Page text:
The Bogor Declaration of 1994 proposed free trade in the Asia Pacific region by the year 2020. If implemented as announced, this program will have important implications for the world economy over the next few decades. This paper uses a new dynamic multi-sector global model called the Asia-Pacific G-Cubed Model (APGCUBED) to evaluate the economic impacts of the Bogor Declaration. The focus is on the adjustments between 1995 and 2020 in many of the APEC economies. A key aspect of the study is the role of international capital flows, expectations and physical capital accumulation in determining the size and distribution of income gains from this ambitious program of trade reform. The paper compares the implication of full APEC trade liberalization with liberalization between APEC members on a preferential basis and with liberalization that is restricted to ASEAN member economies. It is found that the largest gains for participating economies are realized by full non-preferential liberalization. Preferential liberalization only between APEC economies by discriminating against non-APEC economies only yields two thirds of these gains.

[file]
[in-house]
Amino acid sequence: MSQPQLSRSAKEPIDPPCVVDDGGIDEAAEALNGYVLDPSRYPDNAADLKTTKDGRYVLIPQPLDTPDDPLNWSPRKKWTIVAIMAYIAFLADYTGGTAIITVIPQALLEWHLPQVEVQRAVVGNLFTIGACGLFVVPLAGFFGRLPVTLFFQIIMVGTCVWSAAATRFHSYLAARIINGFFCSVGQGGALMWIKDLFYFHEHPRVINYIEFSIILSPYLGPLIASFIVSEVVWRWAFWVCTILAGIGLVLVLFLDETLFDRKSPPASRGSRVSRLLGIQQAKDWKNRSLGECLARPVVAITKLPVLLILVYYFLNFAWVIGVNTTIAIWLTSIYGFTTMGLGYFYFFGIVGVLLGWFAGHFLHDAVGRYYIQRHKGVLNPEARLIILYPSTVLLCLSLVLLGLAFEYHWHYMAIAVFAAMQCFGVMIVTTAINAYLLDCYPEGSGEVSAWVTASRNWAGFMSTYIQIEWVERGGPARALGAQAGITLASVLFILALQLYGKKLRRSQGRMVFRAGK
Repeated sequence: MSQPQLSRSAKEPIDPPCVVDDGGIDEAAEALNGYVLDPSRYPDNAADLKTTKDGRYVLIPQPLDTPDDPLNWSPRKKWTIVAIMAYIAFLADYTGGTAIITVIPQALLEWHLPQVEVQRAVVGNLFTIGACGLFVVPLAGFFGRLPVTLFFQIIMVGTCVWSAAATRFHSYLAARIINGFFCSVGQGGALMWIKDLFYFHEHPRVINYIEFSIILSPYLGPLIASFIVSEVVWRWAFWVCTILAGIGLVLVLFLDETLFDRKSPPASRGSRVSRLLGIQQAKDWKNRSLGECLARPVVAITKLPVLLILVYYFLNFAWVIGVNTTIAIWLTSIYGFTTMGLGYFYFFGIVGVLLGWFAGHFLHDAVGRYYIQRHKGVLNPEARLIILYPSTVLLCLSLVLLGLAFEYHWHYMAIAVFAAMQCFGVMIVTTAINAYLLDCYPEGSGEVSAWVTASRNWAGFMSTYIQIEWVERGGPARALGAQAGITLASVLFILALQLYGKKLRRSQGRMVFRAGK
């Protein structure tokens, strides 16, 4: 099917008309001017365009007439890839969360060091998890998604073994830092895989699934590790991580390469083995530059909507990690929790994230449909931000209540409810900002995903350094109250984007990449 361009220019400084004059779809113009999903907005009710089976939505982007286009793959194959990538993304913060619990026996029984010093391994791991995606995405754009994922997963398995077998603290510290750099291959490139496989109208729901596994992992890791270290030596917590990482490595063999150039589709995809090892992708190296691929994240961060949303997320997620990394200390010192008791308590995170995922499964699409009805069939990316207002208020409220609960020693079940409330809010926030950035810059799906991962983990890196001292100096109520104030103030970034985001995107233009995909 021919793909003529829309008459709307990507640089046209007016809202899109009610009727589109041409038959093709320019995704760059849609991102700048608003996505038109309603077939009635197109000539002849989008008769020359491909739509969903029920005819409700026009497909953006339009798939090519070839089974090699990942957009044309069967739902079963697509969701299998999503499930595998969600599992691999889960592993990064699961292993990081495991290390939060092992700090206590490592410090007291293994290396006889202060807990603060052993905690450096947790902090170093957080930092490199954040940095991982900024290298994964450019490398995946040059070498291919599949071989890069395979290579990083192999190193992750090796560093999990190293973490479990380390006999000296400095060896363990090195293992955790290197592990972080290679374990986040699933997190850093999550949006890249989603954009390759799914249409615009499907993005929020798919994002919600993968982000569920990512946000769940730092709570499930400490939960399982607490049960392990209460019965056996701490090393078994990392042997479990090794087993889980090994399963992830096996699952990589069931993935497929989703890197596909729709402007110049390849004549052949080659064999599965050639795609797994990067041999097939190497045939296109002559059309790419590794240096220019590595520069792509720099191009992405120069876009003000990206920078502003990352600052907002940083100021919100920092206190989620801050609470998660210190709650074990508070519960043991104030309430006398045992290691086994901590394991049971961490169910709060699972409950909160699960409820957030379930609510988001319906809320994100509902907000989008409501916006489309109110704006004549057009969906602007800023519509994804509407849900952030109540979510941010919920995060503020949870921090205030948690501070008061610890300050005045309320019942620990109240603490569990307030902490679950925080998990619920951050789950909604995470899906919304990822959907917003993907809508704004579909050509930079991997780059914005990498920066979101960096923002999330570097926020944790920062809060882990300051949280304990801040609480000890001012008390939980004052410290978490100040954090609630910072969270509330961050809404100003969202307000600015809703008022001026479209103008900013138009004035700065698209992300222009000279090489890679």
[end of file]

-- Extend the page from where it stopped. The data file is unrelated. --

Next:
The prospect of the U.S. turning inward in its economic strategy means that China has freer rein to become the focal point of regional integration efforts. The U.S. appears as largely bereft of a constructive economic strategy towards the most dynamic region in the world.
U.S. failure to follow through on TPP is a huge blow to the credibility of its Asia policy with important economic and geopolitical repercussions. Other countries will move forward with RCEP [the Regional Comprehensive Economic Partnership] and American companies will be at a disadvantage.